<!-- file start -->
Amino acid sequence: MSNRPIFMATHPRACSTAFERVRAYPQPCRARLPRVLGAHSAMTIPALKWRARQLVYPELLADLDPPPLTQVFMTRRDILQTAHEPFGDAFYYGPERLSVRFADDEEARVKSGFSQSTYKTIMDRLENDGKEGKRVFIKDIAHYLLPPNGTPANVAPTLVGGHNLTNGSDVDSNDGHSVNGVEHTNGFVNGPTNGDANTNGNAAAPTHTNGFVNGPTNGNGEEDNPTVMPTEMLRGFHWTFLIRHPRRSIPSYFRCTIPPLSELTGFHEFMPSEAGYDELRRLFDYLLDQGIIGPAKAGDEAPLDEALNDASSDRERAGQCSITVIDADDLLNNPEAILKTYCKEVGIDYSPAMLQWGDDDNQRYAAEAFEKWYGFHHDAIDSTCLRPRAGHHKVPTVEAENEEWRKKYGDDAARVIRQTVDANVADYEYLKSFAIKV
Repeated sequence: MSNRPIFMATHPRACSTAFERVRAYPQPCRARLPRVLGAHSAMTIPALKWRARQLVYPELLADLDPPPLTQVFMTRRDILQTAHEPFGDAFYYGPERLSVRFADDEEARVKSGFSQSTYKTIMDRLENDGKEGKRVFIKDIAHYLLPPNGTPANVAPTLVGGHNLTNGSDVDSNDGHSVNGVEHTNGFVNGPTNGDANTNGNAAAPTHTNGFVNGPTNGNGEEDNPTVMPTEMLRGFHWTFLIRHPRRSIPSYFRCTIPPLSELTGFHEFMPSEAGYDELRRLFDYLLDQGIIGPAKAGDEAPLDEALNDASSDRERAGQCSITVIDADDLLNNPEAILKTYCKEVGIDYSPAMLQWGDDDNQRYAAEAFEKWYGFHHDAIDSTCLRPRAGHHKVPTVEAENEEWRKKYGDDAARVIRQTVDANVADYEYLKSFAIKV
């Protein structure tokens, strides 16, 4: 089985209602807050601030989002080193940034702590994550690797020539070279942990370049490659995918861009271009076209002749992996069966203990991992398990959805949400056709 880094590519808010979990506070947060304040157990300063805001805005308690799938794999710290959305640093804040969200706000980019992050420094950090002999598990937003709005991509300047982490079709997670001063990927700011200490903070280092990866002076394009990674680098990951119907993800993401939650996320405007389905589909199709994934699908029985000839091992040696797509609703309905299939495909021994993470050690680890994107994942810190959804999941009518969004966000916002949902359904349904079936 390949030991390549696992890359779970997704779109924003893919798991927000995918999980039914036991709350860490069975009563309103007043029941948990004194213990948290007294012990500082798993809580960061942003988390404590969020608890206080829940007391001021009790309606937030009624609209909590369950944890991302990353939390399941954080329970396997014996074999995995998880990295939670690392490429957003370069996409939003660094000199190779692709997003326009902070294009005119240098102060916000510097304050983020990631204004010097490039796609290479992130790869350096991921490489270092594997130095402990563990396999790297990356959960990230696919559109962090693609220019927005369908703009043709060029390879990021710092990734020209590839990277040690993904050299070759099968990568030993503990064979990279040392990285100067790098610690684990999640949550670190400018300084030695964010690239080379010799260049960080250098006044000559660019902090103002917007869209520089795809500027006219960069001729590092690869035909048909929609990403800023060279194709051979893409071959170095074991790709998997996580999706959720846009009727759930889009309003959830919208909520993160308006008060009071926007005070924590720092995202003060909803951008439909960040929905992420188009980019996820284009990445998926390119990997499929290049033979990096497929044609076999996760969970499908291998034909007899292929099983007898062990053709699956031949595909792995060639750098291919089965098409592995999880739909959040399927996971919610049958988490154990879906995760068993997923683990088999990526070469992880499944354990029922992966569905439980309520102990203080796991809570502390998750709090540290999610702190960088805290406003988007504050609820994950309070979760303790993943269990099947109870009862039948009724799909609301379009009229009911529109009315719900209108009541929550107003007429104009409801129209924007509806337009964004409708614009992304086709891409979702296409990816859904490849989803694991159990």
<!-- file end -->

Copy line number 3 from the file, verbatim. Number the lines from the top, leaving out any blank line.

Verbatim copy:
């Protein structure tokens, strides 16, 4: 089985209602807050601030989002080193940034702590994550690797020539070279942990370049490659995918861009271009076209002749992996069966203990991992398990959805949400056709 880094590519808010979990506070947060304040157990300063805001805005308690799938794999710290959305640093804040969200706000980019992050420094950090002999598990937003709005991509300047982490079709997670001063990927700011200490903070280092990866002076394009990674680098990951119907993800993401939650996320405007389905589909199709994934699908029985000839091992040696797509609703309905299939495909021994993470050690680890994107994942810190959804999941009518969004966000916002949902359904349904079936 390949030991390549696992890359779970997704779109924003893919798991927000995918999980039914036991709350860490069975009563309103007043029941948990004194213990948290007294012990500082798993809580960061942003988390404590969020608890206080829940007391001021009790309606937030009624609209909590369950944890991302990353939390399941954080329970396997014996074999995995998880990295939670690392490429957003370069996409939003660094000199190779692709997003326009902070294009005119240098102060916000510097304050983020990631204004010097490039796609290479992130790869350096991921490489270092594997130095402990563990396999790297990356959960990230696919559109962090693609220019927005369908703009043709060029390879990021710092990734020209590839990277040690993904050299070759099968990568030993503990064979990279040392990285100067790098610690684990999640949550670190400018300084030695964010690239080379010799260049960080250098006044000559660019902090103002917007869209520089795809500027006219960069001729590092690869035909048909929609990403800023060279194709051979893409071959170095074991790709998997996580999706959720846009009727759930889009309003959830919208909520993160308006008060009071926007005070924590720092995202003060909803951008439909960040929905992420188009980019996820284009990445998926390119990997499929290049033979990096497929044609076999996760969970499908291998034909007899292929099983007898062990053709699956031949595909792995060639750098291919089965098409592995999880739909959040399927996971919610049958988490154990879906995760068993997923683990088999990526070469992880499944354990029922992966569905439980309520102990203080796991809570502390998750709090540290999610702190960088805290406003988007504050609820994950309070979760303790993943269990099947109870009862039948009724799909609301379009009229009911529109009315719900209108009541929550107003007429104009409801129209924007509806337009964004409708614009992304086709891409979702296409990816859904490849989803694991159990």